Background: In view of the increasing complexity of research ethics committee (REC) applications and thus the time and expense involved in completing the forms, continual monitoring of outcome of clinical research studies for which ethics applications have been submitted is essential in determining whether resources are being effectively used, or alternatively whether significant numbers of research proposals are abandoned because of lack of funding or manpower. Previously published surveys for which data are available examined outcome of studies receiving REC approval 10 or more years ago.
Methods: A prospective questionnaire-based survey sent out in July 2006 to all 506 principal investigators who submitted research ethics applications to nine Greater Manchester RECs between April 2004 and March 2005. Data on the outcome of REC applications, and the status of the research study were collected and analysed.
Results: 288 of the 506 (57%) questionnaires were returned. 97% of REC applications were approved, and 87% of studies were in progress or had been completed 1–2 years after approval had been granted. Researchers employed by universities (51%), healthcare (43%) and the pharmaceutical industry (6%) had similar rates of success in initiating research studies.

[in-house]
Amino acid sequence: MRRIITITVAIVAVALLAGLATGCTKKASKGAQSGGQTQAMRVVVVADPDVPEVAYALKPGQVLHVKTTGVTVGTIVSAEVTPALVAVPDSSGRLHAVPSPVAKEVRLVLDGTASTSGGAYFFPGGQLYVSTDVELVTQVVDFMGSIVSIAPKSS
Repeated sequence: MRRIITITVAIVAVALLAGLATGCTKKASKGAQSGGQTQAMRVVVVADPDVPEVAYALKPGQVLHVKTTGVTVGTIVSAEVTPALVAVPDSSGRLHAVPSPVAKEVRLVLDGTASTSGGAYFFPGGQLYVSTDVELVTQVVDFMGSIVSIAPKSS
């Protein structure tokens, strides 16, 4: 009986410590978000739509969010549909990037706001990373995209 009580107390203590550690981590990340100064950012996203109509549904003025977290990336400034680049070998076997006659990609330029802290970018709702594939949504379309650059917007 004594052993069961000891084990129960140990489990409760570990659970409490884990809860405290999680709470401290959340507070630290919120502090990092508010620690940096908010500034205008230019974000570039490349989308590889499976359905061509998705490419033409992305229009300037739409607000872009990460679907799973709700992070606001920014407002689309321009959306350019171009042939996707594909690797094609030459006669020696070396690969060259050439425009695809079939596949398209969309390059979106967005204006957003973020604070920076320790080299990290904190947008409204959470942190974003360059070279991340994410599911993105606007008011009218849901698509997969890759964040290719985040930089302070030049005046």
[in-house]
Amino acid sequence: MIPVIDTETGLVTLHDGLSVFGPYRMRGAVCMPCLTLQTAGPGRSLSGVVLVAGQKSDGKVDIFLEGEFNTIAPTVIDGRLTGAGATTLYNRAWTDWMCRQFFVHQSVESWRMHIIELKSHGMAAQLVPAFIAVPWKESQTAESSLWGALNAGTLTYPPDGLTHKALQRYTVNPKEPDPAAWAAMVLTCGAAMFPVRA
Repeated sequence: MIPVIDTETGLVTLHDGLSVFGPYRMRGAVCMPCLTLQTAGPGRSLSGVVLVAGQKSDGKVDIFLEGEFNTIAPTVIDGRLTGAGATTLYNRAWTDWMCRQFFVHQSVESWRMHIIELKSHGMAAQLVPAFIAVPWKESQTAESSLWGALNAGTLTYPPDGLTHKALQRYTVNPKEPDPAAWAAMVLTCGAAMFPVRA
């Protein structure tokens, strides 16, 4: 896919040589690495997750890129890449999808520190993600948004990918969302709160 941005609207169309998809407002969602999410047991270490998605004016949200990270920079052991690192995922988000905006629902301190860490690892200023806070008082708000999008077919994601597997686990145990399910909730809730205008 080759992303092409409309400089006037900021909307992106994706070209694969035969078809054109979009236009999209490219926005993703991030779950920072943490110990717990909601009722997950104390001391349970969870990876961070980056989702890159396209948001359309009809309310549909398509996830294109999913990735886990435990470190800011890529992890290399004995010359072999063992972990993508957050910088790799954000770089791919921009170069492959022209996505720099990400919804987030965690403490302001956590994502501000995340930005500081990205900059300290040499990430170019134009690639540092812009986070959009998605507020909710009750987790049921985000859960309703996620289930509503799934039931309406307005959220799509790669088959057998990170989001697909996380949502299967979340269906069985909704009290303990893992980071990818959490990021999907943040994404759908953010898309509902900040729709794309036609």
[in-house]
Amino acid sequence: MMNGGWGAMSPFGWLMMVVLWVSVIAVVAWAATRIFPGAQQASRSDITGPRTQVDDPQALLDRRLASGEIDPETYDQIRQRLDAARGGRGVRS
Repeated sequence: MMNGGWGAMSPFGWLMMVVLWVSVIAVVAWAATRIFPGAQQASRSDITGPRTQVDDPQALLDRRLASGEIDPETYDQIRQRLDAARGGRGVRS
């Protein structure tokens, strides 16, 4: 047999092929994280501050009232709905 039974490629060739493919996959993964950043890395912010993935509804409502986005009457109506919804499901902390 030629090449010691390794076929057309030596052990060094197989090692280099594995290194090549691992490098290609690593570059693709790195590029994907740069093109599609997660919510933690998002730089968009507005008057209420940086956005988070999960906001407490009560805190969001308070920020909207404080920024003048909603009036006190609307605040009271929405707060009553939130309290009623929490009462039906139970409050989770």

Conclusions: This survey suggests that most research studies submitted to RECs in Manchester, UK are approved and initiated.
Statistics from Altmetric.com
If you wish to reuse any or all of this article please use the link below which will take you to the Copyright Clearance Center’s RightsLink service. You will be able to get a quick price and instant permission to reuse the content in many different ways.
Competing interests: None declared.
Read the full text or download the PDF:
Other content recommended for you
- Determining the need for ethical review: a three-stage Delphi study
- Reporting of ethical requirements in phase III surgical trials
- Research ethics committees in Europe: implementing the directive, respecting diversity
- Research made simple: ethics committee approval
- Lest we forget… research ethics in children: perhaps onerous, yet absolutely necessary
- Should research ethics committees be told how to think?
- Do we really know how many clinical trials are conducted ethically? Why research ethics committee review practices need to be strengthened and initial steps we could take to strengthen them
- Reforming research ethics committees
- Non-commercial clinical trials of a medicinal product: can they survive the current process of research approvals in the UK?
- Another threat to research in the United Kingdom